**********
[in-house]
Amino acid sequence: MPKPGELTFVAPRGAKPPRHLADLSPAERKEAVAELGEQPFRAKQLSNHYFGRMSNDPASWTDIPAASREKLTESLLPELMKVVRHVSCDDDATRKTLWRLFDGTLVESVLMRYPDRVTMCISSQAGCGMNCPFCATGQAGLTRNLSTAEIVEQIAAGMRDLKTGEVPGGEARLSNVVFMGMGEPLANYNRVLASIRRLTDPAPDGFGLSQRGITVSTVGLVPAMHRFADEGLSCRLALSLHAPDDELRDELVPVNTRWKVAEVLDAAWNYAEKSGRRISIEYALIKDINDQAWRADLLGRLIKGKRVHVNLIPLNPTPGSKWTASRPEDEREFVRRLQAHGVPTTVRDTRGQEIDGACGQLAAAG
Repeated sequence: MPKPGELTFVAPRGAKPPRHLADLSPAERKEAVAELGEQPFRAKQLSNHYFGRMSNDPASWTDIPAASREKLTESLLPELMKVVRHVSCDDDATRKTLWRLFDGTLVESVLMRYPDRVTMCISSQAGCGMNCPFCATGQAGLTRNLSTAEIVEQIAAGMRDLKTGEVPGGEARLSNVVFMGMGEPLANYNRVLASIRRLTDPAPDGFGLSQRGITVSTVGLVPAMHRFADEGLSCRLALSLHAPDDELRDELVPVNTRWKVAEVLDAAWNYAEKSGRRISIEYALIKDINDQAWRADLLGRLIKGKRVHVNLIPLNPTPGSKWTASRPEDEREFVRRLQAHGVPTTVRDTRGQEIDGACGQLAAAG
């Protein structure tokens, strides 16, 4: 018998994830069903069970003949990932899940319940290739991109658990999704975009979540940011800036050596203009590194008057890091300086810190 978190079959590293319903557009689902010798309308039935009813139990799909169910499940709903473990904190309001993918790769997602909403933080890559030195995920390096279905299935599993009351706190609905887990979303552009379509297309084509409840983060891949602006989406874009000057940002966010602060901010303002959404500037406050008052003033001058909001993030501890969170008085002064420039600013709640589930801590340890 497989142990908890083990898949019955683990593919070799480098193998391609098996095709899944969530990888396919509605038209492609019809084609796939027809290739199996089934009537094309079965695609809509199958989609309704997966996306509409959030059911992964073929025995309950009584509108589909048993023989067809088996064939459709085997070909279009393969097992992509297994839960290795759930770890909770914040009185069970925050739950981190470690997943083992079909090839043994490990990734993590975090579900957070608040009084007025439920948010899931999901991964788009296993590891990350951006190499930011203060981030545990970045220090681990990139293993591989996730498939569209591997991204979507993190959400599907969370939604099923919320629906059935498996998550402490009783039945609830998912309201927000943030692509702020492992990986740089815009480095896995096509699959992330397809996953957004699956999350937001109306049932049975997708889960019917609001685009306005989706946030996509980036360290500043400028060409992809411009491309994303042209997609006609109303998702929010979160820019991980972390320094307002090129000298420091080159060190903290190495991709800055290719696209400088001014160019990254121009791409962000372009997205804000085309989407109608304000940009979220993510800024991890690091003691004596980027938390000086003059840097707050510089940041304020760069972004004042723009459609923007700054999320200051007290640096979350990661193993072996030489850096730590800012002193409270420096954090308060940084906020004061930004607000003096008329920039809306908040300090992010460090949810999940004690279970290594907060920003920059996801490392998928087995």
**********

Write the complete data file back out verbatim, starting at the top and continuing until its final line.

[in-house]
Amino acid sequence: MPKPGELTFVAPRGAKPPRHLADLSPAERKEAVAELGEQPFRAKQLSNHYFGRMSNDPASWTDIPAASREKLTESLLPELMKVVRHVSCDDDATRKTLWRLFDGTLVESVLMRYPDRVTMCISSQAGCGMNCPFCATGQAGLTRNLSTAEIVEQIAAGMRDLKTGEVPGGEARLSNVVFMGMGEPLANYNRVLASIRRLTDPAPDGFGLSQRGITVSTVGLVPAMHRFADEGLSCRLALSLHAPDDELRDELVPVNTRWKVAEVLDAAWNYAEKSGRRISIEYALIKDINDQAWRADLLGRLIKGKRVHVNLIPLNPTPGSKWTASRPEDEREFVRRLQAHGVPTTVRDTRGQEIDGACGQLAAAG
Repeated sequence: MPKPGELTFVAPRGAKPPRHLADLSPAERKEAVAELGEQPFRAKQLSNHYFGRMSNDPASWTDIPAASREKLTESLLPELMKVVRHVSCDDDATRKTLWRLFDGTLVESVLMRYPDRVTMCISSQAGCGMNCPFCATGQAGLTRNLSTAEIVEQIAAGMRDLKTGEVPGGEARLSNVVFMGMGEPLANYNRVLASIRRLTDPAPDGFGLSQRGITVSTVGLVPAMHRFADEGLSCRLALSLHAPDDELRDELVPVNTRWKVAEVLDAAWNYAEKSGRRISIEYALIKDINDQAWRADLLGRLIKGKRVHVNLIPLNPTPGSKWTASRPEDEREFVRRLQAHGVPTTVRDTRGQEIDGACGQLAAAG
């Protein structure tokens, strides 16, 4: 018998994830069903069970003949990932899940319940290739991109658990999704975009979540940011800036050596203009590194008057890091300086810190 978190079959590293319903557009689902010798309308039935009813139990799909169910499940709903473990904190309001993918790769997602909403933080890559030195995920390096279905299935599993009351706190609905887990979303552009379509297309084509409840983060891949602006989406874009000057940002966010602060901010303002959404500037406050008052003033001058909001993030501890969170008085002064420039600013709640589930801590340890 497989142990908890083990898949019955683990593919070799480098193998391609098996095709899944969530990888396919509605038209492609019809084609796939027809290739199996089934009537094309079965695609809509199958989609309704997966996306509409959030059911992964073929025995309950009584509108589909048993023989067809088996064939459709085997070909279009393969097992992509297994839960290795759930770890909770914040009185069970925050739950981190470690997943083992079909090839043994490990990734993590975090579900957070608040009084007025439920948010899931999901991964788009296993590891990350951006190499930011203060981030545990970045220090681990990139293993591989996730498939569209591997991204979507993190959400599907969370939604099923919320629906059935498996998550402490009783039945609830998912309201927000943030692509702020492992990986740089815009480095896995096509699959992330397809996953957004699956999350937001109306049932049975997708889960019917609001685009306005989706946030996509980036360290500043400028060409992809411009491309994303042209997609006609109303998702929010979160820019991980972390320094307002090129000298420091080159060190903290190495991709800055290719696209400088001014160019990254121009791409962000372009997205804000085309989407109608304000940009979220993510800024991890690091003691004596980027938390000086003059840097707050510089940041304020760069972004004042723009459609923007700054999320200051007290640096979350990661193993072996030489850096730590800012002193409270420096954090308060940084906020004061930004607000003096008329920039809306908040300090992010460090949810999940004690279970290594907060920003920059996801490392998928087995």